Emerging Economies Lead the way in Telematics

Evolution played a joke on telematics by making it a perfect solution for imperfect worlds, the Global Fleet Barometer 2020 by leasing specialist Arval has revealed.

The survey conducted in European Union and a handful of emerging countries suggests less sophisticated economies show a higher penetration of fleet telematics in passenger cars and LCVs than in the richer countries. Brazil, Turkey and Russia form the top three with accordingly 58%, 54% and 53% vehicles equipped with trackers and related digital tools. Compare those figures to Germany and Austria, with penetration rates 23% and 25%, are at lower end in the rankings. Generally, the survey supports a common wisdom that the telematics finds better uptake in cultures with lower levels of trust between companies and employees. That distinction is recognized in companies of all sizes in both passenger and freight sectors, said Alexey Kulikov, director of strategic consulting at Arval, commenting on the survey results.

Good men and true

Another notable distinction is why the companies use the technology, Kulikov said. While the fleets in Europe embrace it for a wide variety of tasks, Russian managers unite over just one. Two-in-three respondents in the nation put “vehicle location and security” on the top of reasons. That inclination is understood in the nation suffering some of the highest in the world rates of theft and employee misconduct. “The most damage to operation is caused by accidents along the way,” said Tatyana Kuzminova, head of freight logistics department at CDEK.

According to Arval, the most concerning type of accident is too high fuel consumption with 51% respondents flagging that item. It is followed by too many traffic violations (46%) and bad driving behaviour (41%). “Controlling fuel and lubricants was the top priority ten years ago and it remains so,” said Boris Pankov, Omnicomm’s general director. The telematic provider conducts its own annual survey in the heavy-duty segment which tallies with many of Arval’s findings in the PC and LCV segments.

Other issues that concern both a freight carrier and a recipient of the goods are location of the vehicle and control over shipping timeframes. “In order to sustain tight shipping schedule, logistic companies need to prevent drivers’ straying from the target route,” Pankov said.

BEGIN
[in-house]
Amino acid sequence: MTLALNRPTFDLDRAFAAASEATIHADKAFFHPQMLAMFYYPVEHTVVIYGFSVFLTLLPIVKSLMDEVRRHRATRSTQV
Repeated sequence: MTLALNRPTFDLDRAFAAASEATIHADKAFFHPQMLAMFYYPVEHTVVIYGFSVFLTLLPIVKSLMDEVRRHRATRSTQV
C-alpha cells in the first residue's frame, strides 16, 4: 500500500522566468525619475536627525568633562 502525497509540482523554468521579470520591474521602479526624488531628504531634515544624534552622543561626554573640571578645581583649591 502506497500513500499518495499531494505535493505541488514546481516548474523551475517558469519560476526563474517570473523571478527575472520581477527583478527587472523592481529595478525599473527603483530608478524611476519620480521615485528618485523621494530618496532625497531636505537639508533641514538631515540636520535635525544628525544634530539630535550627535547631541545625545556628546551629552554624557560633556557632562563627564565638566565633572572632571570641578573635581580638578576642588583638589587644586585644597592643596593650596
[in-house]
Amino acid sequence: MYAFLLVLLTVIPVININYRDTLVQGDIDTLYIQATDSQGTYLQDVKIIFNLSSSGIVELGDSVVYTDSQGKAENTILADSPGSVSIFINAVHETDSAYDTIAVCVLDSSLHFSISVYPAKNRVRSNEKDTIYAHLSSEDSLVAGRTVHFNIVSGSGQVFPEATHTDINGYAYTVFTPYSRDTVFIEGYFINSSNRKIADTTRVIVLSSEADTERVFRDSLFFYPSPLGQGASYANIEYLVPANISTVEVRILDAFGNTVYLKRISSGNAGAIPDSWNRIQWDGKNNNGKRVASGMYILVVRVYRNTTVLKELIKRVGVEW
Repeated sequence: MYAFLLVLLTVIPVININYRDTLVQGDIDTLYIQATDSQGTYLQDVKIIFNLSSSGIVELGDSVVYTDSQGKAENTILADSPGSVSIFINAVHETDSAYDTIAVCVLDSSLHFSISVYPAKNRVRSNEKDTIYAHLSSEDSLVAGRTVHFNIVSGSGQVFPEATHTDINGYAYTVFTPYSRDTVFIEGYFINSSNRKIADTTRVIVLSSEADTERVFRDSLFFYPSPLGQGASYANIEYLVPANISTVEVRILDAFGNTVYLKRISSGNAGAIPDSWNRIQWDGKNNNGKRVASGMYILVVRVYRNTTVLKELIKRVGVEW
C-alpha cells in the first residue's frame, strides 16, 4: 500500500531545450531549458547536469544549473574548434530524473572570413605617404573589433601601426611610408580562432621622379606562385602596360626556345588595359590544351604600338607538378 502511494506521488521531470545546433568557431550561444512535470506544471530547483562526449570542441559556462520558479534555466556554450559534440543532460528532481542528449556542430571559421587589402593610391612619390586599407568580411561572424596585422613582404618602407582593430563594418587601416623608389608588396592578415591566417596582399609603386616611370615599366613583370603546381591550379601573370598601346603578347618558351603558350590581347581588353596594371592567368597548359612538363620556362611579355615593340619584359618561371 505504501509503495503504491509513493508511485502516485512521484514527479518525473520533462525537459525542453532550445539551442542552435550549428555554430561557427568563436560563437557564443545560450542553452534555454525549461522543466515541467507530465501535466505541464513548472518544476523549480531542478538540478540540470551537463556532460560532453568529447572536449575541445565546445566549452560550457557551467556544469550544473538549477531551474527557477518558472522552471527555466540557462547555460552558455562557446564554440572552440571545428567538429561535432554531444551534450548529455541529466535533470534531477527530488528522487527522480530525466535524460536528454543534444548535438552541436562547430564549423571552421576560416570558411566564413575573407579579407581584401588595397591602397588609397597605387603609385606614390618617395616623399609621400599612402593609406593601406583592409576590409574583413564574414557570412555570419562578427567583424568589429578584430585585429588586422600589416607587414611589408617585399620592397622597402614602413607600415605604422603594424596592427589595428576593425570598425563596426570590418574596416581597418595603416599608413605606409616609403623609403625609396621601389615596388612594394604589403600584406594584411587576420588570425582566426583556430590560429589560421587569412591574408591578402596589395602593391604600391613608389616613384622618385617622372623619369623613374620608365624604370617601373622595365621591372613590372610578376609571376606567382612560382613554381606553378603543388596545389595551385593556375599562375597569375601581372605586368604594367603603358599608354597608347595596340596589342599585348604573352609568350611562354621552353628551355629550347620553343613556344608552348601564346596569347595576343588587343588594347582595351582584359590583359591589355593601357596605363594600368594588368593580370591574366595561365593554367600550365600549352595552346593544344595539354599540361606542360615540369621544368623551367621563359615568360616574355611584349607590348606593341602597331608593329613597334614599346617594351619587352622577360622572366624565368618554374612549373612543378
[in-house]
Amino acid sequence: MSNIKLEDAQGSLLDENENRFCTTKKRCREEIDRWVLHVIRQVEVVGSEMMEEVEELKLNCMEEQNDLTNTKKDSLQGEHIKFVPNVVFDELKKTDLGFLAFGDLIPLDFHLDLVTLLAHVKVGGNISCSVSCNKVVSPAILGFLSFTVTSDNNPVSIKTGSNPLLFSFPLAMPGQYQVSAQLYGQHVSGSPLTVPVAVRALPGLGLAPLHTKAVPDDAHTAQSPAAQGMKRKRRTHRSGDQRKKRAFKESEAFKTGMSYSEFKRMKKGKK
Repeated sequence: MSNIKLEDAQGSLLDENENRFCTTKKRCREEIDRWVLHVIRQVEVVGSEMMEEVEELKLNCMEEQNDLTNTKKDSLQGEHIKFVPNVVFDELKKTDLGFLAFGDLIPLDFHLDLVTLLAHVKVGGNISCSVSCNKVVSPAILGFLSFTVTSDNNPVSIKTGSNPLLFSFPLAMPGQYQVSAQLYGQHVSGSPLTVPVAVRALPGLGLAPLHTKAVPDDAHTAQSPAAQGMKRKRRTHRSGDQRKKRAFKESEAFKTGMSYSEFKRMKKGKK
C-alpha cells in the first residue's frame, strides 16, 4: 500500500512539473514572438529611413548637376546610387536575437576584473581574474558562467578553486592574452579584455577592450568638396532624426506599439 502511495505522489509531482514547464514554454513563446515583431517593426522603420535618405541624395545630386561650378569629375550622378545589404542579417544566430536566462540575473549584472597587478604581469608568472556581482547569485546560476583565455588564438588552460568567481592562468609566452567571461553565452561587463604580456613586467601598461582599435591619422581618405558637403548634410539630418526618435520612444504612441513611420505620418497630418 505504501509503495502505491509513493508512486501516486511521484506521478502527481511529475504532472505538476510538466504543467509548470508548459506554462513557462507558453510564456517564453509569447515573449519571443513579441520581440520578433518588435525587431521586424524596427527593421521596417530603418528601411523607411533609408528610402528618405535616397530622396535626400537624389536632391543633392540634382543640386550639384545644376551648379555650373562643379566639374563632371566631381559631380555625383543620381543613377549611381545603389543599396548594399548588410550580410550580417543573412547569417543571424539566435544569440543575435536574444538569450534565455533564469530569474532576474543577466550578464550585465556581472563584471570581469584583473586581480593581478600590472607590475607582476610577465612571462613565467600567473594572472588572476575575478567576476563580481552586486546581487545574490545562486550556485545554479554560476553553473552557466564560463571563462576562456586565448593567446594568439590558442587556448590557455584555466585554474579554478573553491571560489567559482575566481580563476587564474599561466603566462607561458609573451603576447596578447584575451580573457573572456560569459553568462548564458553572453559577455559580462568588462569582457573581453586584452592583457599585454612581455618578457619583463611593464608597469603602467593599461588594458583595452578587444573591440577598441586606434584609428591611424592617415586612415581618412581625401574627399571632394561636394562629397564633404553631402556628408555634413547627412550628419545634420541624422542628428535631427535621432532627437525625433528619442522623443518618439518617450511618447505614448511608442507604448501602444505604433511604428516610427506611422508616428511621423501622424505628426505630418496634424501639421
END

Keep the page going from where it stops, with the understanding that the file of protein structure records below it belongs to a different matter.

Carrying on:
The green beyond

Importance of the question of adherence to schedules and security shadows major questions of operational efficiency and environmental aspects. While accordingly 37% and 25% of European managers name it among their top reasons to use telematics as well as other digital tools, a mere 12% and 4% of their Russian colleagues flag the corresponding functions.

That is because the national management culture has not matured yet, Kuzminova thinks. “Some of the managers may still have poor expertise in capabilities and implications of operational efficiency,” she said. Instances of micromanagement continue to be seen in many companies. Another likely cause is that local clients do not demand efficiency improvements.

Most companies still see telematics as a tool of control rather than tracking KPI and strategic planning, Pankov said: “Not one of the respondents (in Omnicomm’s survey) linked overall performance or performance of individual employees to any KPI. I think that, in Russia, concerns of theft, human resources deficit and obedience to rules continue to prevail over requirements of efficient management.”

Safety’s on to-do lists

While environmental benefits of fleet telematics is still behind the horizon for Russian companies, road safety is becoming their next frontier. Russia features some extremely high 18.9 road fatalities per 100,000 inhabitants annually. In spite of that, currently there is little interest among customers in using telematics for general road safety, Pankov said. Companies, in general, respond to that issue with changes to corporate codes of practices. Yet, the industry is gearing up in that direction, he said: “Safe driving functionality in a telematic system is becoming mandatory at ever higher share of our customers.”

Kulikov supplied that observation with a notion that the trend is more evident in large fleets. 71% of them supplement driver training with classes on safer driving practices while only 35% SMEs follow their lead. “It is visible that larger companies are more socially responsible,” he said.

The interest in new smarter generations of telematic systems is helping, Kulikov said further: “It is evident how telematics is garnering humanistic features, so to say, with new ‘tasty’ smart communication technologies, giving a hope on higher obedience to simple rules such as not using a mobile gadget when driving.”

The current coronavirus pandemic has further fixed the companies in this direction for the next 3 to 5 years, he said: “Thanks to the covid-19, companies used a break in operations to re-structure a number of policies and develop a new view on safety.”


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